Newzbin is one of the original Usenet indexing sites and the creator of the ever-popular .NZB format, which opened up simplified Usenet downloading to the masses.
After years of trouble-free operation as the MPAA focused on shutting down the growing ‘threat’ of the snowballing BitTorrent scene, in May 2008 the operator of Newzbin made an announcement.
The company which owns Newzbin had received a threatening letter from the Motion Picture Association (MPA), the MPAA’s big brother. In the letter the MPA claimed that some of the site’s editors (users who report on the location of material uploaded to the worldwide Usenet system) were listing NZBs which linked to movies on Usenet which infringed their member’s copyright.
“Newzbin has recently received two serious complaints regarding the indexing we perform, and raising doubts as to its legality. It is likely that we will in the coming weeks be presented with a court case and have to defend our rights,” said ‘Caesium’, the owner of Newzbin.
Caesium added that the site had never condoned the distribution or indexing of copyright works and insisted that site staff would act immediately to remove any items found to be infringing copyright.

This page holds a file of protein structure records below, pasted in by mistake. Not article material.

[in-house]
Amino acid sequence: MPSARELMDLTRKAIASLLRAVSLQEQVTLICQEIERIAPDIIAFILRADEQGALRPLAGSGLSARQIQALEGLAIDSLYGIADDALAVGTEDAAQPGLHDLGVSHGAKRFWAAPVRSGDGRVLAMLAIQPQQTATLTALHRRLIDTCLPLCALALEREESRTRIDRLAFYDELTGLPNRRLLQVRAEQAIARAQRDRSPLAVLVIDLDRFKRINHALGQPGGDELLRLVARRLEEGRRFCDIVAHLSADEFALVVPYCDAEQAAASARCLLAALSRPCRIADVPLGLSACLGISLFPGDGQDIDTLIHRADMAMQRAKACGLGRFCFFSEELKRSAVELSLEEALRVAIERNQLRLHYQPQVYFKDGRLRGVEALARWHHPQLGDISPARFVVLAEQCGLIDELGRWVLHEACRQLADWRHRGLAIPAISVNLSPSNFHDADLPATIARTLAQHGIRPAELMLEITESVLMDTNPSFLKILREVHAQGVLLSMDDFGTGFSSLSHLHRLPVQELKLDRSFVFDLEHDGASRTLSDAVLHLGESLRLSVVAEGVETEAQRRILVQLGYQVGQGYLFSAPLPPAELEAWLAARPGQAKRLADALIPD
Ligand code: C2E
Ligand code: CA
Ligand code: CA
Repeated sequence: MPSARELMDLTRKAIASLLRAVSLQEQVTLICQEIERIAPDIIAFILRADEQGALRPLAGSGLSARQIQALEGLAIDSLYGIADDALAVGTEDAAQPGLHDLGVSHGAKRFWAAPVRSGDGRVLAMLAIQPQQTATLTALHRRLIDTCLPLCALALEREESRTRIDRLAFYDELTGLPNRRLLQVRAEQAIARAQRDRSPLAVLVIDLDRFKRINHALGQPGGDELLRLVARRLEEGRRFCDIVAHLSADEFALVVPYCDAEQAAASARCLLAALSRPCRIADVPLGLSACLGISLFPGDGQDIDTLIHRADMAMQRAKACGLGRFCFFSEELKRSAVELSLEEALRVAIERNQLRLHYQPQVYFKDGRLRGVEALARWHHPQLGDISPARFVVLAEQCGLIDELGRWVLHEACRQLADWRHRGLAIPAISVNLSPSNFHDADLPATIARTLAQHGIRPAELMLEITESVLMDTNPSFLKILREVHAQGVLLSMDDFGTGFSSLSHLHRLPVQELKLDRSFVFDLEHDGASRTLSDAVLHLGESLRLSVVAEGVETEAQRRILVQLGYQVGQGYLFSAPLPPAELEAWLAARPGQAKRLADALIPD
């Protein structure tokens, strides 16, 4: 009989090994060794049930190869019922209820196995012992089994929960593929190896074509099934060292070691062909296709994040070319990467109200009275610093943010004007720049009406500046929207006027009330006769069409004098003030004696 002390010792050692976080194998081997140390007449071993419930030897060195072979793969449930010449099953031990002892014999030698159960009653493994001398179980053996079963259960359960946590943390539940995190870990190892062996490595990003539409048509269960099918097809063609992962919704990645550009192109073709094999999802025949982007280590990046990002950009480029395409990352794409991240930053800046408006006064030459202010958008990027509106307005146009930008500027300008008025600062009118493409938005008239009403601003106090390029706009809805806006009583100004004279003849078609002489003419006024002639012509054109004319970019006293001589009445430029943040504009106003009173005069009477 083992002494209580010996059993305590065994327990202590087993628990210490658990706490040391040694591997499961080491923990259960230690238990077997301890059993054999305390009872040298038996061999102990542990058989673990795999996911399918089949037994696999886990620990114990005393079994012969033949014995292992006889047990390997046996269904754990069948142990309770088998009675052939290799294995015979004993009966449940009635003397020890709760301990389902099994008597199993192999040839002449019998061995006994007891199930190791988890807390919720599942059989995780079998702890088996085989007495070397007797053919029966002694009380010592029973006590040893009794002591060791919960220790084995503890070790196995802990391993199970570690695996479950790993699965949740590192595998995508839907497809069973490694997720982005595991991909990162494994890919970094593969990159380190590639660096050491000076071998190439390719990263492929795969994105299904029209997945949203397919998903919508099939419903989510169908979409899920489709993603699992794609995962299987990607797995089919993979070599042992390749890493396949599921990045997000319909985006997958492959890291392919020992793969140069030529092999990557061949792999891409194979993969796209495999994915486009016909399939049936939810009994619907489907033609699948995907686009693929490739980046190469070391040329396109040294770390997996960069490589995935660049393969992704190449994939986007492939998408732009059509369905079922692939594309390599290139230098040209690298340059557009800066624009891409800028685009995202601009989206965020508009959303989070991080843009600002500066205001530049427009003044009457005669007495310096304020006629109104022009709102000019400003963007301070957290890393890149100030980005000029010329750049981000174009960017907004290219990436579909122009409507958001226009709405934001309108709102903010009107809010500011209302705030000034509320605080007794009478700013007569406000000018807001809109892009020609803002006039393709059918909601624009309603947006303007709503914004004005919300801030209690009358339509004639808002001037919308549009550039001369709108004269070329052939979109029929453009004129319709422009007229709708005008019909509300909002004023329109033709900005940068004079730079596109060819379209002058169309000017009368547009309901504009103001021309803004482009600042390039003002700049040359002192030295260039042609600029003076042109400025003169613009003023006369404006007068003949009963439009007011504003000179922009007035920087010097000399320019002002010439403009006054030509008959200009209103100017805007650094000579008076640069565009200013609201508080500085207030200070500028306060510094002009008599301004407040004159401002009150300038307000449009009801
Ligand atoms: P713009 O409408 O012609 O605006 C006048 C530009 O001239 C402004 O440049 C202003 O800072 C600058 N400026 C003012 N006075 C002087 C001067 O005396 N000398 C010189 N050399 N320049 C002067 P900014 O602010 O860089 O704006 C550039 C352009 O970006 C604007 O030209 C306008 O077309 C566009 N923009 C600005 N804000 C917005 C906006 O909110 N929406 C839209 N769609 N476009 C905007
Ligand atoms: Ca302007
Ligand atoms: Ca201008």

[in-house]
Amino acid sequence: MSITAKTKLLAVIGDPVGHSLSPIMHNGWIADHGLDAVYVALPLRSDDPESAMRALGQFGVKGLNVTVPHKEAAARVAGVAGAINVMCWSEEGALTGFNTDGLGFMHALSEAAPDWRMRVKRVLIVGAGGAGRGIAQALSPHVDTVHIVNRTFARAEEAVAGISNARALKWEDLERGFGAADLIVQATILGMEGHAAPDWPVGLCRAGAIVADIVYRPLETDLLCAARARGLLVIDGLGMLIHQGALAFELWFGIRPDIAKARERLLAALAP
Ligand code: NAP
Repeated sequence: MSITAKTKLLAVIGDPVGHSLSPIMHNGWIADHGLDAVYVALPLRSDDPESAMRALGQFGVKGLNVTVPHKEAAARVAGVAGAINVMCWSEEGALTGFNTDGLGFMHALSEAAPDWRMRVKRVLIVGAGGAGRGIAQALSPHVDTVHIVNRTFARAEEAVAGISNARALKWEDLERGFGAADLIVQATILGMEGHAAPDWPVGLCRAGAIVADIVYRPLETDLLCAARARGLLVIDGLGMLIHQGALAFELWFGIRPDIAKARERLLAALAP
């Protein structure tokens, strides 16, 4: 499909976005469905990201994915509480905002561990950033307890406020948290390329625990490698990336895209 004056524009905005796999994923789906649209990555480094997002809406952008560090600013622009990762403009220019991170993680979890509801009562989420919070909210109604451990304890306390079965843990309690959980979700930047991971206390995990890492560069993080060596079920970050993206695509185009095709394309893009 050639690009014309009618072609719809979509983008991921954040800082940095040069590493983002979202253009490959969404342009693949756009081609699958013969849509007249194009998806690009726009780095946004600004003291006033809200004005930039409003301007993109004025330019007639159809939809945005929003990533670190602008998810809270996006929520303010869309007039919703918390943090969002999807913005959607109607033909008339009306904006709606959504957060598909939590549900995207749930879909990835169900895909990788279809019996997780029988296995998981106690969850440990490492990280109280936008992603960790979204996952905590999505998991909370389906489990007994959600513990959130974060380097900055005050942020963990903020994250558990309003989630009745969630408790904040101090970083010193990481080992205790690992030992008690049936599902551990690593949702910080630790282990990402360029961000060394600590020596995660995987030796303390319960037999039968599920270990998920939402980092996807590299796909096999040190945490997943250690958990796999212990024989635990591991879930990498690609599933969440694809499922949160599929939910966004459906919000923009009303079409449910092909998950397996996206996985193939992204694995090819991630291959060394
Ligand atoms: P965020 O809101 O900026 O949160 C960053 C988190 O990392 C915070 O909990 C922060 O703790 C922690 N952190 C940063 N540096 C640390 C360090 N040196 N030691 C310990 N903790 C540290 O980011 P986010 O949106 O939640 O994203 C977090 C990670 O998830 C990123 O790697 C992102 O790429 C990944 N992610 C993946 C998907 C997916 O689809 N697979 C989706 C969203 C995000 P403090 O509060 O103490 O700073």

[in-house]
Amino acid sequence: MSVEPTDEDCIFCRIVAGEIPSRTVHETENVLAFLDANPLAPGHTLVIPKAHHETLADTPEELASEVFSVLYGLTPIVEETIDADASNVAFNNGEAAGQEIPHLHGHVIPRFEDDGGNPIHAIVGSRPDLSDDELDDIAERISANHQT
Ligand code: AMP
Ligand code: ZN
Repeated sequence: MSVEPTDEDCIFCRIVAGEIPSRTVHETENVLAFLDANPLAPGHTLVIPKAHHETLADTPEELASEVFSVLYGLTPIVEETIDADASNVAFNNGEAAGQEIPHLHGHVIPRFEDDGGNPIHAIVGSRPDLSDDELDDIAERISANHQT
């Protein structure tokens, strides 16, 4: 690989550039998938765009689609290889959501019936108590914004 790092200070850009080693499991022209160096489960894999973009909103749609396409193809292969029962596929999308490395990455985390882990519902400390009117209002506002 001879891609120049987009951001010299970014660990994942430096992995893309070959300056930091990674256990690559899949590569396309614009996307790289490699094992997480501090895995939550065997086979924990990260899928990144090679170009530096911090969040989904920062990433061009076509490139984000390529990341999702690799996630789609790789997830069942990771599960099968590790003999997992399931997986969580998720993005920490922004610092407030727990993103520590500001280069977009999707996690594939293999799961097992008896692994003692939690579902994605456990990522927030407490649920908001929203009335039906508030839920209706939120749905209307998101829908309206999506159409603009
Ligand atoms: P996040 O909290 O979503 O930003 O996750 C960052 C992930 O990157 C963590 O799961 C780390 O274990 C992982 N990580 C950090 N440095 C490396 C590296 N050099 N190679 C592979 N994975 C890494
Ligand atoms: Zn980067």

Noting that Newzbin would defend itself vigorously against the complainants, Caesium said he believed that linking to content on Usenet is entirely legal and that the site’s procedures for dealing with unlawful content were appropriate.
“We believe that, or we wouldn’t still be here,” he added.
In December 2008, Newzbin confirmed that it had been removing NZB files which allegedly linked to copyright works stored on Usenet. The MPA still chose to file an injunction against the site.
Now, well over a year later, the showdown of Twentieth Century Fox Film Corporation & ors v Newzbin Ltd is set to begin next week before Mr Justice Kitchin in London’s High Court.
According to an announcement yesterday by Newzbin’s legal team, the case should last around a week but it’s unknown when any verdict will be handed down following its conclusion.
As we all know, the recent trial of Alan Ellis ended in an acquittal for the ex-OiNK admin and, just like Newzbin, his site hosted no copyright works and provided only meta data which linked to material hosted elsewhere.
However, Ellis’s charge was one of fraud, allegedly conducted by an individual and dealt with under criminal law, while that leveled against Newzbin is one of allowing and inducing illegal copying, i.e copyright infringement, but carried out by a bona fide company under civil law.
After Ellis’s acquittal, John Kennedy of the IFPI expressed disappointment at the “spectacular failure” of the criminal action and suggested that these type of complex cases should not be held in a crown court, but in the Chancery Division of the High Court.
This is exactly where the Newzbin case is being heard, so this is certainly one to watch. Unlike Ellis who faced possible jail time, Newzbin faces a claim for damages should it lose its case.